Agency, bidder clash over multimillion-dollar contract

General Services seeks to bypass firm's appeal

May 04, 2004|By Michael Dresser | Michael Dresser,SUN STAFF

The Maryland Department of General Services is urging the Board of Public Works to bypass the state's normal appeals process and award a lucrative construction contract for a state police crime lab despite protests by a disqualified bidder that says it offered to build it for $3 million less.

Lawyers for the rejected bidder, Roy Kirby & Sons, have urged the board to reject the department's position when it meets tomorrow, accusing top officials of retaliating against the company for making legitimate claims against the state on another project.

The General Services Department told the board that contracts must be awarded immediately "to protect substantial state interests." It recommended that the board award a $23.8 million contract to the high bidder, P. J. Dick of West Mifflin, Pa.

William M. Huddles, Kirby's attorney, accused the department of causing delays in the long-awaited project and said awarding the contract would be an injustice. "You're taking away Kirby's rights. It essentially moots his appeal," Huddles said.

The department's recommendation marks the second time in six months that a state agency has tried to persuade the board to award a multimillion-dollar contract in the face of a protest to the Board of Contract Appeals.

In the other case, the public works board turned down the Transportation Department's bid in December to sidestep the appeals process and award $43 million in contracts to provide van and cab services for the disabled. The department subsequently lost its case when the contract appeals board decided that bias had tainted the procurement process.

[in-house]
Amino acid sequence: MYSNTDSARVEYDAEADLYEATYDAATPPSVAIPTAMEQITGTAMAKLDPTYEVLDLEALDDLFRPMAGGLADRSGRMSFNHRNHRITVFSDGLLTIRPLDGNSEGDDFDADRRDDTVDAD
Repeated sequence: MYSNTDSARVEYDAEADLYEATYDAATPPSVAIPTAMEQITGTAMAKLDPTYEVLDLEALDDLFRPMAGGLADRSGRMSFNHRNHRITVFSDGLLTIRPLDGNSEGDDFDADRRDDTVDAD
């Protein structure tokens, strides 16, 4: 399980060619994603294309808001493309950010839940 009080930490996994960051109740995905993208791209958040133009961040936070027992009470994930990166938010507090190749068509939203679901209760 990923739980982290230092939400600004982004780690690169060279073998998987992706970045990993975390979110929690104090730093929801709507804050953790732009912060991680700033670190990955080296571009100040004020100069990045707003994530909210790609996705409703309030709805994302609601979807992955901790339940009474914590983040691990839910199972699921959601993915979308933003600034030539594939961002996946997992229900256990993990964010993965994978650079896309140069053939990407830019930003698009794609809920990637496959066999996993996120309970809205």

Bias accusations are also an issue in the contract to build the new Forensic Science Laboratory for the state police in Pikesville.

The Kirby company contends that top officials of the General Services Department canceled plans to award the contract to the company last fall - and subsequently threw out its $20.7 million offer in a second round of bidding - because of unrelated disputes over a state police construction contract the company holds in Sykesville.

The department, meanwhile, has told the public works board that Kirby committed violations of procurement law in the first crime lab bidding.

Huddles said evidence of high-level bias could be found in a Feb. 18 email from Julie Wilson, a member of the department's evaluation committee, to a state lawyer, saying she had heard that "many people on the 14th floor ... refer to Kirby as a `change order artist' outside of the procurement of the Crime Lab project."

The 14th floor of the state office building at 301 W. Preston St. in Baltimore is where General Services Secretary Boyd K. Rutherford and other top department officials have their offices. A "change order artist" is an apparent reference to a company that seeks to collect additional money on a project by submitting multiple claims to the state for compensation.

Kirby said in a sworn affidavit attached to a bid protest last month that the source of the "change order" comment was Thomas R. Genetti, assistant secretary of general services. In the affidavit, he said he believed Genetti had improperly diverted the original award of the contract away from his company.

Anne M. H. Hubbard, spokeswoman for the department, said it is contrary to policy for officials to make disparaging comments about vendors. She said Genetti has been warned about making such remarks.

Hubbard said neither she nor Genetti could make any further comment about Kirby's charges.

Huddles said the Kirby firm had run into problems during construction of the $22.5 million Public Safety Training Center in Sykesville. He said changes sought by the state caused delays in the project, forcing Kirby to file claims for compensation.

Those claims had to be brought before the public works board and answered by Genetti, Huddles said.

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